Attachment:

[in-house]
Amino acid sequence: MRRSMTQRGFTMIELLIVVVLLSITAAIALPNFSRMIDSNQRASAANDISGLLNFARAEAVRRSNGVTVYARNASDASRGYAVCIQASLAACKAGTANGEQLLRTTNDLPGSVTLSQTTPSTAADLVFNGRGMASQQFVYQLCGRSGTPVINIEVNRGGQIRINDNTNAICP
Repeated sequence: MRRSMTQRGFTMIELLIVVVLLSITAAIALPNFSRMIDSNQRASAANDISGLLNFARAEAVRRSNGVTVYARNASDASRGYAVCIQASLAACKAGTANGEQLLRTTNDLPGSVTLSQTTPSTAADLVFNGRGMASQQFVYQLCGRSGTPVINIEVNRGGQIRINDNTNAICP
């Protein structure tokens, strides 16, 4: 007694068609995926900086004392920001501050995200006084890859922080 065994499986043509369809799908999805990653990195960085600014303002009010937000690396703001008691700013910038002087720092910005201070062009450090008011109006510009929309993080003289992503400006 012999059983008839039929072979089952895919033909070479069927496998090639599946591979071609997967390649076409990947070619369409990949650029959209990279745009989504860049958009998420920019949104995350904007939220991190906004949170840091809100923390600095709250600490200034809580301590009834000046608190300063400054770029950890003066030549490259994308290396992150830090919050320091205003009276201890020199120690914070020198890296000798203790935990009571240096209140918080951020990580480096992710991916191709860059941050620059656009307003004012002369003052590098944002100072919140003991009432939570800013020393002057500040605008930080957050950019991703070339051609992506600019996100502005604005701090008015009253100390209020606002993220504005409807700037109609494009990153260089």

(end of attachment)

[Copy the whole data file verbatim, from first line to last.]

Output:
[in-house]
Amino acid sequence: MRRSMTQRGFTMIELLIVVVLLSITAAIALPNFSRMIDSNQRASAANDISGLLNFARAEAVRRSNGVTVYARNASDASRGYAVCIQASLAACKAGTANGEQLLRTTNDLPGSVTLSQTTPSTAADLVFNGRGMASQQFVYQLCGRSGTPVINIEVNRGGQIRINDNTNAICP
Repeated sequence: MRRSMTQRGFTMIELLIVVVLLSITAAIALPNFSRMIDSNQRASAANDISGLLNFARAEAVRRSNGVTVYARNASDASRGYAVCIQASLAACKAGTANGEQLLRTTNDLPGSVTLSQTTPSTAADLVFNGRGMASQQFVYQLCGRSGTPVINIEVNRGGQIRINDNTNAICP
């Protein structure tokens, strides 16, 4: 007694068609995926900086004392920001501050995200006084890859922080 065994499986043509369809799908999805990653990195960085600014303002009010937000690396703001008691700013910038002087720092910005201070062009450090008011109006510009929309993080003289992503400006 012999059983008839039929072979089952895919033909070479069927496998090639599946591979071609997967390649076409990947070619369409990949650029959209990279745009989504860049958009998420920019949104995350904007939220991190906004949170840091809100923390600095709250600490200034809580301590009834000046608190300063400054770029950890003066030549490259994308290396992150830090919050320091205003009276201890020199120690914070020198890296000798203790935990009571240096209140918080951020990580480096992710991916191709860059941050620059656009307003004012002369003052590098944002100072919140003991009432939570800013020393002057500040605008930080957050950019991703070339051609992506600019996100502005604005701090008015009253100390209020606002993220504005409807700037109609494009990153260089």